We were talking history yesterday, and such is also the theme of today's post, which also arises out of a small complaint laid by Gata Kamsky against Garry Kasparov following Fabiano Caruana's Candidates victory: this particular one regarding whether or not the FIDE title matches, in the period when the title was was split, should be regarded as world championships.
Me, I'm ambivalent on the question, but (for example) Peter Svidler isn't, having been unambiguous on the matter during one of his Chess24 commentaries, and Gata Kamsky isn't too uncertain either.
I admit I too had forgotten about Kamsky's match, so I looked it up. I had a bit of an "excuse me?" moment when I did.
Excuse me? "Tiny Soviet republic?"
"In a Soviet satellite?" Excuse me?
The Soviet Union ceased to exist on 26 December 1991.
Kalmykia was never a Soviet "satellite", which term was usually applied to those states outside the USSR which followed and were generally controlled politically by Moscow. Kalmykia, during the USSR's existence, was an autonomous republic within the USSR, and following the dissolution of that state became an autonomous republic of the Russian Federation, an entity noticeable, perhaps indeed defined, by its not being the Soviet Union.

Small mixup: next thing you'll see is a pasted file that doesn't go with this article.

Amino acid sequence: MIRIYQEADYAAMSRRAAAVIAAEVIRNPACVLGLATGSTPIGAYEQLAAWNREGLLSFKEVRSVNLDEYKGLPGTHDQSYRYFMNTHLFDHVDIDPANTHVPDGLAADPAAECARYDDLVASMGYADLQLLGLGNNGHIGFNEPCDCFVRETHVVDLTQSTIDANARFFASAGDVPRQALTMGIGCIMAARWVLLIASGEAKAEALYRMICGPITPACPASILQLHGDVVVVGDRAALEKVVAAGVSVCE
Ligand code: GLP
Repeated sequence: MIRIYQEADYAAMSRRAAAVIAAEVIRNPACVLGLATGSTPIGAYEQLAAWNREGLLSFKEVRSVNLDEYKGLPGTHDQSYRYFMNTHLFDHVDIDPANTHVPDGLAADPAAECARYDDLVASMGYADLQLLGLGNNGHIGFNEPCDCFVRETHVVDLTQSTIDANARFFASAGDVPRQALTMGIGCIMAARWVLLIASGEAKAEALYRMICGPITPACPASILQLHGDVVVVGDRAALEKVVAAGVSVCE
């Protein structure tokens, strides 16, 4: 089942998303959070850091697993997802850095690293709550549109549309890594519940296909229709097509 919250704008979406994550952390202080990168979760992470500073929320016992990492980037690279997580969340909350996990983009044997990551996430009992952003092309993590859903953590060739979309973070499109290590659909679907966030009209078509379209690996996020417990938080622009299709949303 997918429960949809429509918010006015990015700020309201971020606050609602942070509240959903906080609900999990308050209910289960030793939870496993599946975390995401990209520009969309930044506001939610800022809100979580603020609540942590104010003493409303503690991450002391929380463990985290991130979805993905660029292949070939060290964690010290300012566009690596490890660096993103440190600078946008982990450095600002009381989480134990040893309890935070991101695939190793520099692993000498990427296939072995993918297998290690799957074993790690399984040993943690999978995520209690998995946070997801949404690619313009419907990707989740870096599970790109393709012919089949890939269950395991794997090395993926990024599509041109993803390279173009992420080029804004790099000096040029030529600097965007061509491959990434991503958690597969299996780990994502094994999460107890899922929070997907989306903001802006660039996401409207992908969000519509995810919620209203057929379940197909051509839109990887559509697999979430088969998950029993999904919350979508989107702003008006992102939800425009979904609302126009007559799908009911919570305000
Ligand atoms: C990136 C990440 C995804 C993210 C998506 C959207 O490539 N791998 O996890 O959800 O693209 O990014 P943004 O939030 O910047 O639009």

Post-Soviet, for sure. But post is what it is and Soviet is what it is not.
As for the "President of the tiny Soviet Republic" (the size of the Netherlands and Belgium combined, by the way) your friend and mine entered that post only after the USSR was consigned to history. In that role at least, he's post-Soviet too.
Small historical error, not many facts dead. Still, it's as well to get these things right as not, firstly on general principle, secondly because if you have a reputation for making historical errors it's a good thing to try and improve that reputation, and thirdly because in the view of this writer there's a damned sight too much of it about, treating contemporary Russia as if it were the Soviet Union in disguise. Let's cut it out.